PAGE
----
AMID challenges in the global market, the seaweed sector is looking forward to a demand resurgence as carrageenan becomes an important ingredient in food, health care, beauty, nutraceuticals, and new industrial applications.

Seaweed Industry of the Philippines (SIAP) Chairman Maximo Ricohermoso said a strong demand for caulerpa (locally known as lato) will continue as fresh seaweed salad gains more popularity.

The seaweed exporter also added other species, such as ulva that can be used as a livestock feed ingredient, will make their mark both in local and export markets. The sargassum species may also be given due attention, both for its cultivation and eventual use, with certain regulatory limits.

“Carrageenan demand for these new applications is much greater than current usage,” he said.

New markets

Seaweed farmers, according to Ricohermoso, were greatly discouraged in the past but they believe it will be a good year for them now especially if more liberalized financing would be available to them.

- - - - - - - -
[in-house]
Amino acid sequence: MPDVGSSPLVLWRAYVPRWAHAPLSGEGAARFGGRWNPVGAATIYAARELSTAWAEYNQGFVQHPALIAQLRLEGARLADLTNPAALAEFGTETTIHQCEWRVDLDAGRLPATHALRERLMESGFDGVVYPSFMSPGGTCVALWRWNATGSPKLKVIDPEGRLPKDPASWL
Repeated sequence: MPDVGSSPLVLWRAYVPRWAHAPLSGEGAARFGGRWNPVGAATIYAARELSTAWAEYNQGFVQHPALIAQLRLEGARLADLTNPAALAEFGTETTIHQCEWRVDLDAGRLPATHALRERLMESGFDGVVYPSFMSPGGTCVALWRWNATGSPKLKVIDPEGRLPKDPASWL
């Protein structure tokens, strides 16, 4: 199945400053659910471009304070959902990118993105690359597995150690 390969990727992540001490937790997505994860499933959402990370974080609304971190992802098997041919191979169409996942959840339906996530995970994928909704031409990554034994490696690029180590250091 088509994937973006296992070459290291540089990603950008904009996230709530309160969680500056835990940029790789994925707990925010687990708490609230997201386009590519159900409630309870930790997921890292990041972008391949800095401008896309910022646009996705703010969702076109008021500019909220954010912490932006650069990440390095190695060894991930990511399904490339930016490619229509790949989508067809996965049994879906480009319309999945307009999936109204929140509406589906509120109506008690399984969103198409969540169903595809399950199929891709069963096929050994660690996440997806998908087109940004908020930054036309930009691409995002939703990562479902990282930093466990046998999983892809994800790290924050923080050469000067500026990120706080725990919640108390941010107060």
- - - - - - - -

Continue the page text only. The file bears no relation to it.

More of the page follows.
South America, Middle East, Africa and West Asia are the new target markets of seaweed exporters.

The sector is facing a huge battle against the US National Organic Standard Board’s (NOSB) move to remove carrageenan from the list of ingredients “approved for use in inorganic food.”

“Stakeholders are raising a strong drive against such negative campaigns by competitors and anti-carrageenan advocates,” said Ricohermoso.

Seaweed is a $250-million industry in the Philippines with an estimated 200,000 farmers who rely on seaweed farming for a living. The Philippines is the largest exporter of carrageenan to the US. In 2015 alone, the US imported $44.3 million of carrageenan from the Philippines.